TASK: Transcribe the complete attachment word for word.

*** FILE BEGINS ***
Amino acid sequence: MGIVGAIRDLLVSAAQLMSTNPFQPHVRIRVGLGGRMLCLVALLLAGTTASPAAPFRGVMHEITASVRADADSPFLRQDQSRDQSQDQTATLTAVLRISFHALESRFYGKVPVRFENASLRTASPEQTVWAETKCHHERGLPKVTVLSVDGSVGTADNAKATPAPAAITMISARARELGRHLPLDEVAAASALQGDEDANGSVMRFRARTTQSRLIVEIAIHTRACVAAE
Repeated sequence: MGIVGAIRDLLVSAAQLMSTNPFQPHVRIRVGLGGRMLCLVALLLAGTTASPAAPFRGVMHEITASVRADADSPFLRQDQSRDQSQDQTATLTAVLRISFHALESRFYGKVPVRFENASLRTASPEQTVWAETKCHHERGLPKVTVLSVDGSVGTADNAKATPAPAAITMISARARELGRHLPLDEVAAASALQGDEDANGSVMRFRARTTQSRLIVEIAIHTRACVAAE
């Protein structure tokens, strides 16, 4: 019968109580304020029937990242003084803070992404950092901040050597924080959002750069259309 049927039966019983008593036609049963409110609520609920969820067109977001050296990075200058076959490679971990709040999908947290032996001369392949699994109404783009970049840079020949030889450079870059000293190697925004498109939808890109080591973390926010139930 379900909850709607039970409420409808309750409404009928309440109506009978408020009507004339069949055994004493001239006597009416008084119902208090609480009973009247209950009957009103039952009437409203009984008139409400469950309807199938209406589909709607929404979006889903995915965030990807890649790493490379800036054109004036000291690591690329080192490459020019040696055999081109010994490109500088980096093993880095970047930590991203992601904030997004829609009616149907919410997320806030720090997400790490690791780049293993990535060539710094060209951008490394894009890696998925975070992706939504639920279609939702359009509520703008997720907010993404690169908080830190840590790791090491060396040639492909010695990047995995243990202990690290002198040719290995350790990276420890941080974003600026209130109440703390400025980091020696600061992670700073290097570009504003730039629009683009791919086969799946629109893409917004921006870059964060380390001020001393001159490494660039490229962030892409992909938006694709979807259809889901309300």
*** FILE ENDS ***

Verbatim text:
Amino acid sequence: MGIVGAIRDLLVSAAQLMSTNPFQPHVRIRVGLGGRMLCLVALLLAGTTASPAAPFRGVMHEITASVRADADSPFLRQDQSRDQSQDQTATLTAVLRISFHALESRFYGKVPVRFENASLRTASPEQTVWAETKCHHERGLPKVTVLSVDGSVGTADNAKATPAPAAITMISARARELGRHLPLDEVAAASALQGDEDANGSVMRFRARTTQSRLIVEIAIHTRACVAAE
Repeated sequence: MGIVGAIRDLLVSAAQLMSTNPFQPHVRIRVGLGGRMLCLVALLLAGTTASPAAPFRGVMHEITASVRADADSPFLRQDQSRDQSQDQTATLTAVLRISFHALESRFYGKVPVRFENASLRTASPEQTVWAETKCHHERGLPKVTVLSVDGSVGTADNAKATPAPAAITMISARARELGRHLPLDEVAAASALQGDEDANGSVMRFRARTTQSRLIVEIAIHTRACVAAE
């Protein structure tokens, strides 16, 4: 019968109580304020029937990242003084803070992404950092901040050597924080959002750069259309 049927039966019983008593036609049963409110609520609920969820067109977001050296990075200058076959490679971990709040999908947290032996001369392949699994109404783009970049840079020949030889450079870059000293190697925004498109939808890109080591973390926010139930 379900909850709607039970409420409808309750409404009928309440109506009978408020009507004339069949055994004493001239006597009416008084119902208090609480009973009247209950009957009103039952009437409203009984008139409400469950309807199938209406589909709607929404979006889903995915965030990807890649790493490379800036054109004036000291690591690329080192490459020019040696055999081109010994490109500088980096093993880095970047930590991203992601904030997004829609009616149907919410997320806030720090997400790490690791780049293993990535060539710094060209951008490394894009890696998925975070992706939504639920279609939702359009509520703008997720907010993404690169908080830190840590790791090491060396040639492909010695990047995995243990202990690290002198040719290995350790990276420890941080974003600026209130109440703390400025980091020696600061992670700073290097570009504003730039629009683009791919086969799946629109893409917004921006870059964060380390001020001393001159490494660039490229962030892409992909938006694709979807259809889901309300």